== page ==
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A Question About A Marking On A WWII Soldier's Free Mail Cover

 
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Posted 06/05/2023   08:24 am  Show Profile Check philatelia7's eBay Listings Bookmark this topic Add philatelia7 to your friends list Get a Link to this Message
Does anyone know what the purple "V" over the "FREE" signifies on this WWII cover? Thank you in advance.


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Edited by philatelia7 - 06/05/2023 08:28 am

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Posted 06/05/2023   08:49 am  Show Profile Bookmark this reply Add Petert4522 to your friends list  Get a Link to this Reply
On anything relating to WW2 it usually means "Victory"


Peter
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Posted 06/05/2023   09:03 am  Show Profile Bookmark this reply Add John Becker to your friends list  Get a Link to this Reply
You will see you cover is actually marked "V ...-" which is the Morse code for "V".

Especially notice the posts by rod222 and myself about halfway down the first page of this thead:
http://goscf.com/t/81460
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Posted 06/05/2023   10:04 am  Show Profile Bookmark this reply Add classic_paper to your friends list  Get a Link to this Reply
I'm encouraged that there are young people in the hobby, and simultaneously discouraged they don't know "V for Victory." Happy that OP was curious enough to ask, though; that's a good sign.
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Edited by classic_paper - 06/05/2023 10:05 am
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Posted 06/05/2023   11:44 am  Show Profile Check philatelia7's eBay Listings Bookmark this reply Add philatelia7 to your friends list  Get a Link to this Reply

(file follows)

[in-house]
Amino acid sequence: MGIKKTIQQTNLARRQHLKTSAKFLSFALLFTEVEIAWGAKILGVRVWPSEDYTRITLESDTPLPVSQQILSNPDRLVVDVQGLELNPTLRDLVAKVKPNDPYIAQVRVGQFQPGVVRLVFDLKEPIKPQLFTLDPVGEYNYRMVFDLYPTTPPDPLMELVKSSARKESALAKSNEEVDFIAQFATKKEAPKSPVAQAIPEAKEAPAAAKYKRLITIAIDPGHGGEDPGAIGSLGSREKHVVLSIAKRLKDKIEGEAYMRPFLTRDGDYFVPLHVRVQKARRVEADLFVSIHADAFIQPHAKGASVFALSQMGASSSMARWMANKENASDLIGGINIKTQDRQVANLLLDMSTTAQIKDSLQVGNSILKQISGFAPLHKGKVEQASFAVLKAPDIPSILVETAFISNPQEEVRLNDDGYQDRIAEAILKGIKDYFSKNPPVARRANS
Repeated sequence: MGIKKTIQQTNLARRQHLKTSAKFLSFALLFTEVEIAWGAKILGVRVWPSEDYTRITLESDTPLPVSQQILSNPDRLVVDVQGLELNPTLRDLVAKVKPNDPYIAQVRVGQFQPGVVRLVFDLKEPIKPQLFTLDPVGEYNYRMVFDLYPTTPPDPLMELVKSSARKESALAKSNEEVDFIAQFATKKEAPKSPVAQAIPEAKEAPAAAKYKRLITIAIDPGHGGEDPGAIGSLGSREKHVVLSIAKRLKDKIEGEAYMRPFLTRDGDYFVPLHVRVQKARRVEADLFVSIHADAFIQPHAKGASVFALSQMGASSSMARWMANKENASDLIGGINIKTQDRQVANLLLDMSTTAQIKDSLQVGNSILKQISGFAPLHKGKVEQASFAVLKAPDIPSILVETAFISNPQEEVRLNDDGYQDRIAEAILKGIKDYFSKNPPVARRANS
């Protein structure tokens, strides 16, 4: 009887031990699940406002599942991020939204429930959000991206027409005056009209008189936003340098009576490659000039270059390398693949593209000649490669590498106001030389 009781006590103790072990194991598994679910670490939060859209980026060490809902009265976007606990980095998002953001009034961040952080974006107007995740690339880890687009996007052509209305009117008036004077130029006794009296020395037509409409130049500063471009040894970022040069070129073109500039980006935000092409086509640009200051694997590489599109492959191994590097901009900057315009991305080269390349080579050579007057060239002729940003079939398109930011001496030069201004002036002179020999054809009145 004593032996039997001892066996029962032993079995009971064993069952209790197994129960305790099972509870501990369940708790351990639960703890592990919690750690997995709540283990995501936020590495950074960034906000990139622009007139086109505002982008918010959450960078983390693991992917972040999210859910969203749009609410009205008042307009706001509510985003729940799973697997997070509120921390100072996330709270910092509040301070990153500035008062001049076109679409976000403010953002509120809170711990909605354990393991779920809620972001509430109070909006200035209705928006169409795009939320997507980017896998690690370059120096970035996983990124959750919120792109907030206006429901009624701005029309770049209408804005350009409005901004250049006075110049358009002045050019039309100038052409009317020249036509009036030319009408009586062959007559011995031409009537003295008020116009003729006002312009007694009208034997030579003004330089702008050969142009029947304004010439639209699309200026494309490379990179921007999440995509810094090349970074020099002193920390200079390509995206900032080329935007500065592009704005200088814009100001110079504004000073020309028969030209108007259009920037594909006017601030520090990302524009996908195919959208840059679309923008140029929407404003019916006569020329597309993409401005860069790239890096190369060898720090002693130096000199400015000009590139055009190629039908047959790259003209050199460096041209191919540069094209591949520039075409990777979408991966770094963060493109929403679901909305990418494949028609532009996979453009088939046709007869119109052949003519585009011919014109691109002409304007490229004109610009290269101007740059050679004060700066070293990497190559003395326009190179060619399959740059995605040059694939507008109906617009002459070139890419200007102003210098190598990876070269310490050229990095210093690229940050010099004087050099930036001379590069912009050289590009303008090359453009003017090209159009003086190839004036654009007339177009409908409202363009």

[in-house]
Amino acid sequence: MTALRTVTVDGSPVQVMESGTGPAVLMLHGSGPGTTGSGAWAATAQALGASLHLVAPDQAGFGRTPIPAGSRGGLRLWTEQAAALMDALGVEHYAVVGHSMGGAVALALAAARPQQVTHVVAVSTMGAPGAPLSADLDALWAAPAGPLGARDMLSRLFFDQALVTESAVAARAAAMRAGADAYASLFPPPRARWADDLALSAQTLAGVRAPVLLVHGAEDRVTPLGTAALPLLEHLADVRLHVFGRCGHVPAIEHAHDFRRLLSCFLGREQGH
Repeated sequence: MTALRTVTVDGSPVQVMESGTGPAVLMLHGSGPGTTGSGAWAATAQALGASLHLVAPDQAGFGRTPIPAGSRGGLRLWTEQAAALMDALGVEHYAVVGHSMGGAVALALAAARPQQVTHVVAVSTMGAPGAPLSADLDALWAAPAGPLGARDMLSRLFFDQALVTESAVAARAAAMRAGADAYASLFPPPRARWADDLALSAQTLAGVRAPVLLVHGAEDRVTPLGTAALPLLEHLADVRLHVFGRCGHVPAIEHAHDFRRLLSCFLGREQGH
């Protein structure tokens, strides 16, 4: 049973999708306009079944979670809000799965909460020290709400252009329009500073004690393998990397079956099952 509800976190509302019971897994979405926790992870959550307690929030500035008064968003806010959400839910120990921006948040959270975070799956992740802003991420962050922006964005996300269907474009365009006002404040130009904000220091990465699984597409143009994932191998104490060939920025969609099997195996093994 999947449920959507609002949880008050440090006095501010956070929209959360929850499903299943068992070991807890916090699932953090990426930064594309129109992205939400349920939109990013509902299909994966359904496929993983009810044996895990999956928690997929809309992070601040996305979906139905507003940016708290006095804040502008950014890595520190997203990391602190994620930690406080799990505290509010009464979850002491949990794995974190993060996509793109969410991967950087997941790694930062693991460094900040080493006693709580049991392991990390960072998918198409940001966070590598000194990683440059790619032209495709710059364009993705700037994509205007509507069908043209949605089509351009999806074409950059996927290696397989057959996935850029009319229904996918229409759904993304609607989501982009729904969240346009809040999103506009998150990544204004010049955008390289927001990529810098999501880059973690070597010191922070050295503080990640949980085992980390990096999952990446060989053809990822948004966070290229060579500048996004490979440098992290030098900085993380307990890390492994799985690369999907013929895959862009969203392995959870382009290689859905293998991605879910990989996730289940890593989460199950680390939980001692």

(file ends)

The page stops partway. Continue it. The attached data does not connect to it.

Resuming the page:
Folks - thanks for the responses and help. Gosh your assumptions cracked me up - too funny! - I'm not a young collector - been collecting for over 50 years and I know that V is for Victory and that - is the Morse code for V. FYI, Hubby and I are both rather interested in military history, too. My dad was a WWII Vet so I grew up hearing all about it.

Apologies for being unclear - I should have worded my query differently as this is more of a postal history question. I'm curious about whether or not this was an officially used marking on soldier's mail or was this probably just something the sender applied as part of the Indicia to jazz up his cover.
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Edited by philatelia7 - 06/05/2023 12:16 pm
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Posted 06/05/2023   11:54 am  Show Profile Bookmark this reply Add blcjr to your friends list  Get a Link to this Reply
I'm no authority on postal markings, but I have viewed thousands of WWII patriotic covers on eBay over the years. I do not recall ever seeing this particular imprint. I doubt that there would be any official markings for free soldier/sailor mail since all that was required was that it be marked "free" and the sender include their service number along with name. This was likely created by sender, or someone they acquired it from, to provide a more distinctive "free" marking.

Note that this cover is cacheted, so it probably is philatelic in origin, which would go with the special "free" marking. Normal soldier/sailor mail would not have a cachet, and in most all cases just as a manuscript "free" where the stamp would normally appear.
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Posted 06/05/2023   12:19 pm  Show Profile Check 51studebaker's eBay Listings Bookmark this reply Add 51studebaker to your friends list  Get a Link to this Reply
I can verify that blcjr has experience with WWII patriotic covers, you can view his outstanding Victory VT exhibit here
https://stampsmarter.org/learning/album_VT.html

Don
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Posted 06/05/2023   12:29 pm  Show Profile Bookmark this reply Add John Becker to your friends list  Get a Link to this Reply
Cachet looks like it was produced by Thornton C. Shaw with his own poem, then signed by him. Then sent by his son John Shaw back to his mother, Mrs TC Shaw.

From the NARA enlistment records:
John A. Shaw, 35005951, of Erie County Ohio enlisted January 24, 1941 at Cleveland. Born 1919, high school graduate, single, without dependents.

The Find A Grave website links Thornton Shaw and John Shaw as father/son.

Patriotic cachet #8881 in Sherman's "United States Patriotic Covers of World War II" 1999 ed.
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Edited by John Becker - 06/05/2023 12:37 pm
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